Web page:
From the first years of Hispanic foundations, the diocesan church began to develop not only through the missionary work specifically designed to incorporate the indigenous nations into the church, but also through the implantation and growth of local Hispanic Catholic communities. Where the Franciscans were the only clergy in a certain area, they served both the indigenous nations and the Hispanic military and civilians. But in Texas, decades before any other region of the Southwest (even the much older New Mexico province), the Franciscans were also joined by diocesan pastors in a slow but progressive fashion, to a much greater extent than has heretofore been recognized. Between 1731 and 1776 San Antonio, Laredo, San Juan Bautista, and La Bahía received secular pastors or chaplains.
The people of San Juan Bautista and the other settlements on what is now the Mexican side of the Rio Grande, from Matamoros all the way up to the original El Paso (now Ciudad Juárez, Chihuahua), spread to the Texas side decades before it became a part of Texas. The original settlements, including those downriver from El Paso that ended up on the Texas side due to changes in the river's course, all eventually received diocesan priests while still under the jurisdiction of the church of New Spain or Mexico. In the first decade of the 1800s the American acquisition of Louisiana led to a military and civilian buildup by New Spain in East Texas, with a concomitant increase in clergy for the new settlements and military chaplaincies. By 1808 there were at least seven Franciscan and five diocesan priests in Texas above the Nueces, and more than six Franciscan and seven diocesan clergy along the Rio Grande.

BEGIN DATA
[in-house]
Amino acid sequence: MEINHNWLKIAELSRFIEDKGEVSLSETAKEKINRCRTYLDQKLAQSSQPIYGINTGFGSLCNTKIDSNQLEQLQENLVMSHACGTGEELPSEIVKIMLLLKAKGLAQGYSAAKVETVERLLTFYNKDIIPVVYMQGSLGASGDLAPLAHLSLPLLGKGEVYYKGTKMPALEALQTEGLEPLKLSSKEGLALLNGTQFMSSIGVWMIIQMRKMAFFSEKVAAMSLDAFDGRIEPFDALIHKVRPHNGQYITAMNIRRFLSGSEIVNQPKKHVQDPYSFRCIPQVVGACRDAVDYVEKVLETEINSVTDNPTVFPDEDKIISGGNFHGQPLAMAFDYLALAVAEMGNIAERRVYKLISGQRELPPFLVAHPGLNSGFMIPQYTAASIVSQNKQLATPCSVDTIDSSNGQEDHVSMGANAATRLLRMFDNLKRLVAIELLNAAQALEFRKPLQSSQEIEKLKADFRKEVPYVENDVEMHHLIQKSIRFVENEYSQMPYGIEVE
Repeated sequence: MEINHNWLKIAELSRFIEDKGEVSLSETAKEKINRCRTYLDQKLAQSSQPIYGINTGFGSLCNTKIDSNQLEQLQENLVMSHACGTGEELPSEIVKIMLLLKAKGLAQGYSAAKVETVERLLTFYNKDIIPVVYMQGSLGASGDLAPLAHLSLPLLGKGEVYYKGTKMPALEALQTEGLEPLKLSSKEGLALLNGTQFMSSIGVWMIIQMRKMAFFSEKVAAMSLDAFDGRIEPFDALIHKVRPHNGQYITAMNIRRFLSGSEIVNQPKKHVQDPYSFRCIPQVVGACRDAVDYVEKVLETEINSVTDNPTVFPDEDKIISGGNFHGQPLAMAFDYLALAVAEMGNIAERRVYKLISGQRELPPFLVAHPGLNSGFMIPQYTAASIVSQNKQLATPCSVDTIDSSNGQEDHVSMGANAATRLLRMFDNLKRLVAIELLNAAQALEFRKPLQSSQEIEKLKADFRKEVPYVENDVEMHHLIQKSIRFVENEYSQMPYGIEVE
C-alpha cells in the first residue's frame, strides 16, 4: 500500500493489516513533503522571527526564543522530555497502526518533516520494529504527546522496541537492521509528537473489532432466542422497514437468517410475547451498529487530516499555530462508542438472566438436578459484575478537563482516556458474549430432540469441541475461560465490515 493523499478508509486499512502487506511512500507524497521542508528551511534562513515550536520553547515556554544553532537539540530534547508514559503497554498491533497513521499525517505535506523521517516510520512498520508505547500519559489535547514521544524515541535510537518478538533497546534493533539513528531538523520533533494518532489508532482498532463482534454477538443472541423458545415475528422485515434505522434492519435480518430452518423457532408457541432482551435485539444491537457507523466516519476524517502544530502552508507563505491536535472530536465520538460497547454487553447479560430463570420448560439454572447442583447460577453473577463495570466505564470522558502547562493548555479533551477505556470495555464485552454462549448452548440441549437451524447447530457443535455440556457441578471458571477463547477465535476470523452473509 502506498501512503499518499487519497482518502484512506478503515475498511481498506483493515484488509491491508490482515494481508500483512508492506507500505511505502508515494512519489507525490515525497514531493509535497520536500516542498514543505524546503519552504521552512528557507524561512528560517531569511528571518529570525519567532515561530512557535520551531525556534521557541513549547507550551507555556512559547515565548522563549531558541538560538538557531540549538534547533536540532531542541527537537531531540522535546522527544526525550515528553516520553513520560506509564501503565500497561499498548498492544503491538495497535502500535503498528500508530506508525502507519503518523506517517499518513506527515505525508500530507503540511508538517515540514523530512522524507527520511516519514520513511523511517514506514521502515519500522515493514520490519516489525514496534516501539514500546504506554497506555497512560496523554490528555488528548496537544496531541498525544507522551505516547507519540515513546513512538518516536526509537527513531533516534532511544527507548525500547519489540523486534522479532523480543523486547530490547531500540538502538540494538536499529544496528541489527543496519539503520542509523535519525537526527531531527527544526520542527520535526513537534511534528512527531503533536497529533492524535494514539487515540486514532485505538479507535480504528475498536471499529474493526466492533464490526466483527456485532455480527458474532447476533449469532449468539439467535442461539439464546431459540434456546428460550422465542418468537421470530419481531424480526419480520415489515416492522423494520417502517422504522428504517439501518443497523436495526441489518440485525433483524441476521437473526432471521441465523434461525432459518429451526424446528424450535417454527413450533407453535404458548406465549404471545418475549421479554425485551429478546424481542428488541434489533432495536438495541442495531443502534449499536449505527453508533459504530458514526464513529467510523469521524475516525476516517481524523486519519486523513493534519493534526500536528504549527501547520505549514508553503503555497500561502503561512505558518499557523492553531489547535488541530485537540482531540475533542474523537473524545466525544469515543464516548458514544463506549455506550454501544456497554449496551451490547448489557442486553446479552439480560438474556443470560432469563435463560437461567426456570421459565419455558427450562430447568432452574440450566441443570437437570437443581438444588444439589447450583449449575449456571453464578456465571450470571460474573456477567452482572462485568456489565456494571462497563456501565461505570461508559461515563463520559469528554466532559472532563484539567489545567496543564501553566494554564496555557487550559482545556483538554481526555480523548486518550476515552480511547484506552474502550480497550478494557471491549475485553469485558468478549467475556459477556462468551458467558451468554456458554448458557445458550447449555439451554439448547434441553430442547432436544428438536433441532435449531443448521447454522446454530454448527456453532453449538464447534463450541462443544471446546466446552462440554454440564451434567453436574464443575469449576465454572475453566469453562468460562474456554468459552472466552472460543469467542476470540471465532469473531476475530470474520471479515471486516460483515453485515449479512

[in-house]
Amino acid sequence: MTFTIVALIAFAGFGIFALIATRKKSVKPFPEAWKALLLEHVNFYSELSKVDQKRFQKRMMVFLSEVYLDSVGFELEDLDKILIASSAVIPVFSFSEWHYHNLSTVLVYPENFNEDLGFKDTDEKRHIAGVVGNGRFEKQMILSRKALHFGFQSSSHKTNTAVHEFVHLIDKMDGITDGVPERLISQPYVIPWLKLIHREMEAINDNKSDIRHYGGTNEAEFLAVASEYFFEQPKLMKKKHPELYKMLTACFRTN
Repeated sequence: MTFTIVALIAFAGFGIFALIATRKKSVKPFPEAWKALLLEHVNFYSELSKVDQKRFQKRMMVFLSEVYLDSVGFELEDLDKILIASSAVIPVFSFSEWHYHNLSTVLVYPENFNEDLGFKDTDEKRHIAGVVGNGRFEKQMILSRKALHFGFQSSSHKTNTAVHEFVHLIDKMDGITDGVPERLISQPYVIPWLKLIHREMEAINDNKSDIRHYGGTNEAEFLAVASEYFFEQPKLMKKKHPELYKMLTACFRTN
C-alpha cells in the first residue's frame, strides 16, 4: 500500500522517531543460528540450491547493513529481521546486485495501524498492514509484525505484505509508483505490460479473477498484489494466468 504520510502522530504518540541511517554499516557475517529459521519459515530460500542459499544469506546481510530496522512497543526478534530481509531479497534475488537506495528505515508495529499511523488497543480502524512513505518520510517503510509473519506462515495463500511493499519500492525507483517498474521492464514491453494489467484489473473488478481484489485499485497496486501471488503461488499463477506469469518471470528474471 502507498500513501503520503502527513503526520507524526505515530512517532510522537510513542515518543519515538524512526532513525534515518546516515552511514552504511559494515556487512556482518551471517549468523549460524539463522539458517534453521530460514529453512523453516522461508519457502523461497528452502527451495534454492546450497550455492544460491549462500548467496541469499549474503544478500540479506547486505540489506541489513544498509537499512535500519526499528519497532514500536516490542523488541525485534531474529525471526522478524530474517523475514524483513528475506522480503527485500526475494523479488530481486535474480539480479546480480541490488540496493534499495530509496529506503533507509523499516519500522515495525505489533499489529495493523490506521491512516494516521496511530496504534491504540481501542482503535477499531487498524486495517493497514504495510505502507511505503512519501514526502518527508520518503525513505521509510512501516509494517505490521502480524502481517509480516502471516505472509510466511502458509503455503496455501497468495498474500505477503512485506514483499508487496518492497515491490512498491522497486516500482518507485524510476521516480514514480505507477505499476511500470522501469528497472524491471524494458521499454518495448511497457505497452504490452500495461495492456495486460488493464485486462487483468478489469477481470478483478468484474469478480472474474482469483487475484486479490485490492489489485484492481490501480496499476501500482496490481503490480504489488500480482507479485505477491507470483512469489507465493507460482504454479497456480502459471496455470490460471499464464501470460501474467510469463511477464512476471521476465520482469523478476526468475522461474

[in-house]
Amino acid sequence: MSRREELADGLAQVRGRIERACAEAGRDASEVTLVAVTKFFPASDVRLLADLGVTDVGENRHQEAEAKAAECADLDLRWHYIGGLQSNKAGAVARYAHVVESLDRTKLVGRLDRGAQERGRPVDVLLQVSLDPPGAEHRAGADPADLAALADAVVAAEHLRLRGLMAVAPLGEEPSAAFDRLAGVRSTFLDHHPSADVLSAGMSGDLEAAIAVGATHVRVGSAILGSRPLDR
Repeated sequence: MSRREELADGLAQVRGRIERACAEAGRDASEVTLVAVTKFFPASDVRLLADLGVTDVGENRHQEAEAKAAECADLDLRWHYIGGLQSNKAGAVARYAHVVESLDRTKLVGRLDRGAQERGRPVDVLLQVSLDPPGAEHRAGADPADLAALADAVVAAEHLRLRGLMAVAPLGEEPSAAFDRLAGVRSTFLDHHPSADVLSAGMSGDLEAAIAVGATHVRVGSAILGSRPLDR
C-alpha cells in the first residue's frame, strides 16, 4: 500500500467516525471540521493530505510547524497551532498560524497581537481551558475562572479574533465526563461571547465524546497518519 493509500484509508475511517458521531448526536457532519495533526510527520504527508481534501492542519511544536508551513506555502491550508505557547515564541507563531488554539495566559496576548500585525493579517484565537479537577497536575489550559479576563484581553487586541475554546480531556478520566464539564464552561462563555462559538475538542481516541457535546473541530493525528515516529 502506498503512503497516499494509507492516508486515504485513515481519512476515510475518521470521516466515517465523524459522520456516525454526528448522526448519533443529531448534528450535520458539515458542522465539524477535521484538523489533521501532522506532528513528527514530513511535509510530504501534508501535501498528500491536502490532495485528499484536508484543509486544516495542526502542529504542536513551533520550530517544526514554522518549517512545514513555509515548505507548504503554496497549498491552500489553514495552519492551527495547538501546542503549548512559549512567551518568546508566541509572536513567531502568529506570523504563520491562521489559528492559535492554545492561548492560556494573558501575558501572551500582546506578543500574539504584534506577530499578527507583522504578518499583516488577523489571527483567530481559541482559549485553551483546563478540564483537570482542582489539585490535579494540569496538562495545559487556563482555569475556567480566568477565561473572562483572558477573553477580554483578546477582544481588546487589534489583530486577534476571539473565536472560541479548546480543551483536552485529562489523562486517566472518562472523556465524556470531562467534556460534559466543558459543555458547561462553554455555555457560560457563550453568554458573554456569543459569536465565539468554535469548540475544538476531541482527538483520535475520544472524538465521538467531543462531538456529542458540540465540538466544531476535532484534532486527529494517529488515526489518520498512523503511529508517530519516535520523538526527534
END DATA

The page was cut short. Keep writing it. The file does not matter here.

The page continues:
It is to these local parishes and their substantially Hispanic populations, whether staffed by diocesan clergy or Franciscans, that the strong Hispanic Catholic heritage in Texas must be credited. The people's faith was expressed in mandated public worship and sacramental participation, solemn public processions, special confraternities, home devotions, religious art, songs, gestures, and prayers. The growing maturity of several of these local Hispanic church communities by the last decades of the 1700s was further indicated by the fact that they began to produce native Hispanic clergy, who were serving on the northern frontier of New Spain by 1800. San Antonio, Reynosa, and Revilla (the latter two towns situated on the lower Rio Grande) each saw several native sons ordained before 1810. In fact, for all but four years between 1804 and 1840 San Antonio had one or another native son as pastor.